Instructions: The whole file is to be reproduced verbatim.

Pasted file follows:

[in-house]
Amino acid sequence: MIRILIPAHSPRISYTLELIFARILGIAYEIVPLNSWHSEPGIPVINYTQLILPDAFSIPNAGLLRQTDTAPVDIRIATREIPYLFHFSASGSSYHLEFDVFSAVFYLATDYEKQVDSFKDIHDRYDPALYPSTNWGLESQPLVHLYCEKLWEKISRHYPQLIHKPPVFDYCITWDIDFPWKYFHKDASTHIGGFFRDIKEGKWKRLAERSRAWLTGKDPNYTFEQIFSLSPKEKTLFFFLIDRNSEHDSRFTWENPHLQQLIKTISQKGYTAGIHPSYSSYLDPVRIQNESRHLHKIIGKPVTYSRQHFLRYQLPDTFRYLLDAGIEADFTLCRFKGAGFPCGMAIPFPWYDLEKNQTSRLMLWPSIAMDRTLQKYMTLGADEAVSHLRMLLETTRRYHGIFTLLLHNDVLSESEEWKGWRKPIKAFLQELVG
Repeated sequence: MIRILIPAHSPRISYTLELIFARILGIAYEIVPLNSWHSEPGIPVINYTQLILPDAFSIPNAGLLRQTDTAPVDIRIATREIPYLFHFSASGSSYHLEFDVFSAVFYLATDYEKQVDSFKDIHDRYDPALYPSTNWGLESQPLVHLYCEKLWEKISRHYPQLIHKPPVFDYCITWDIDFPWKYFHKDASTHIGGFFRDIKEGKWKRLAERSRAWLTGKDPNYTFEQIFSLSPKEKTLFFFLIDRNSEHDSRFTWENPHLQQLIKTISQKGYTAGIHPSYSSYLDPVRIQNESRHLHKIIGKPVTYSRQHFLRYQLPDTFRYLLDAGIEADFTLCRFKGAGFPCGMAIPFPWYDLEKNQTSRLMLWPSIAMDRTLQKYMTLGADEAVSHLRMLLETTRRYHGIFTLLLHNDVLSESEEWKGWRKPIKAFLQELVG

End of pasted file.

[in-house]
Amino acid sequence: MIRILIPAHSPRISYTLELIFARILGIAYEIVPLNSWHSEPGIPVINYTQLILPDAFSIPNAGLLRQTDTAPVDIRIATREIPYLFHFSASGSSYHLEFDVFSAVFYLATDYEKQVDSFKDIHDRYDPALYPSTNWGLESQPLVHLYCEKLWEKISRHYPQLIHKPPVFDYCITWDIDFPWKYFHKDASTHIGGFFRDIKEGKWKRLAERSRAWLTGKDPNYTFEQIFSLSPKEKTLFFFLIDRNSEHDSRFTWENPHLQQLIKTISQKGYTAGIHPSYSSYLDPVRIQNESRHLHKIIGKPVTYSRQHFLRYQLPDTFRYLLDAGIEADFTLCRFKGAGFPCGMAIPFPWYDLEKNQTSRLMLWPSIAMDRTLQKYMTLGADEAVSHLRMLLETTRRYHGIFTLLLHNDVLSESEEWKGWRKPIKAFLQELVG
Repeated sequence: MIRILIPAHSPRISYTLELIFARILGIAYEIVPLNSWHSEPGIPVINYTQLILPDAFSIPNAGLLRQTDTAPVDIRIATREIPYLFHFSASGSSYHLEFDVFSAVFYLATDYEKQVDSFKDIHDRYDPALYPSTNWGLESQPLVHLYCEKLWEKISRHYPQLIHKPPVFDYCITWDIDFPWKYFHKDASTHIGGFFRDIKEGKWKRLAERSRAWLTGKDPNYTFEQIFSLSPKEKTLFFFLIDRNSEHDSRFTWENPHLQQLIKTISQKGYTAGIHPSYSSYLDPVRIQNESRHLHKIIGKPVTYSRQHFLRYQLPDTFRYLLDAGIEADFTLCRFKGAGFPCGMAIPFPWYDLEKNQTSRLMLWPSIAMDRTLQKYMTLGADEAVSHLRMLLETTRRYHGIFTLLLHNDVLSESEEWKGWRKPIKAFLQELVG